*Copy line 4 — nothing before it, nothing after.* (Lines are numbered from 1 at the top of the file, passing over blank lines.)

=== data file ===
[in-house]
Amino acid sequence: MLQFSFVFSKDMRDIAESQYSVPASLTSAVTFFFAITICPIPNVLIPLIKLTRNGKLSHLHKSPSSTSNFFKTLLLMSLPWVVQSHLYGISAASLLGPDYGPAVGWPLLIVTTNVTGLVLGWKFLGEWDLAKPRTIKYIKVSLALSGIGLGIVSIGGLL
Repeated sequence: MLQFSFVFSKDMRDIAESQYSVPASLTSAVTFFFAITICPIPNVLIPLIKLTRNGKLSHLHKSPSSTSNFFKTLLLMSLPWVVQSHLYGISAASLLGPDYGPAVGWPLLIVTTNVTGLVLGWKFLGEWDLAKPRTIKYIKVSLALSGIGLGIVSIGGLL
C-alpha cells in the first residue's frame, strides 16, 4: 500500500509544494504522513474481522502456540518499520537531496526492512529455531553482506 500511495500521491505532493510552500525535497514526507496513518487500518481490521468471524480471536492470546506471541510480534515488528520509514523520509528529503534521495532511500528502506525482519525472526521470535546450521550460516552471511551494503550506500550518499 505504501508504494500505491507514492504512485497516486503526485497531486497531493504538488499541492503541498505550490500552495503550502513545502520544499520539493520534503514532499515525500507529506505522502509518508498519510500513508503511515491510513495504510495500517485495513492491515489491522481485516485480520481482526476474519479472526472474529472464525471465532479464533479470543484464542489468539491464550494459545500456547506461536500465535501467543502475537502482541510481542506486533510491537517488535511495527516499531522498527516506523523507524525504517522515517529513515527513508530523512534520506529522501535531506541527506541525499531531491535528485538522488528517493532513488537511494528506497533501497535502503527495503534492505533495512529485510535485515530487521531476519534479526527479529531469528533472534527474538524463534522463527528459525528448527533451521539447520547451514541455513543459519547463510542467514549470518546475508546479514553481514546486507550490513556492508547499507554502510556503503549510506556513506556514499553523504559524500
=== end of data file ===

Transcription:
C-alpha cells in the first residue's frame, strides 16, 4: 500500500509544494504522513474481522502456540518499520537531496526492512529455531553482506 500511495500521491505532493510552500525535497514526507496513518487500518481490521468471524480471536492470546506471541510480534515488528520509514523520509528529503534521495532511500528502506525482519525472526521470535546450521550460516552471511551494503550506500550518499 505504501508504494500505491507514492504512485497516486503526485497531486497531493504538488499541492503541498505550490500552495503550502513545502520544499520539493520534503514532499515525500507529506505522502509518508498519510500513508503511515491510513495504510495500517485495513492491515489491522481485516485480520481482526476474519479472526472474529472464525471465532479464533479470543484464542489468539491464550494459545500456547506461536500465535501467543502475537502482541510481542506486533510491537517488535511495527516499531522498527516506523523507524525504517522515517529513515527513508530523512534520506529522501535531506541527506541525499531531491535528485538522488528517493532513488537511494528506497533501497535502503527495503534492505533495512529485510535485515530487521531476519534479526527479529531469528533472534527474538524463534522463527528459525528448527533451521539447520547451514541455513543459519547463510542467514549470518546475508546479514553481514546486507550490513556492508547499507554502510556503503549510506556513506556514499553523504559524500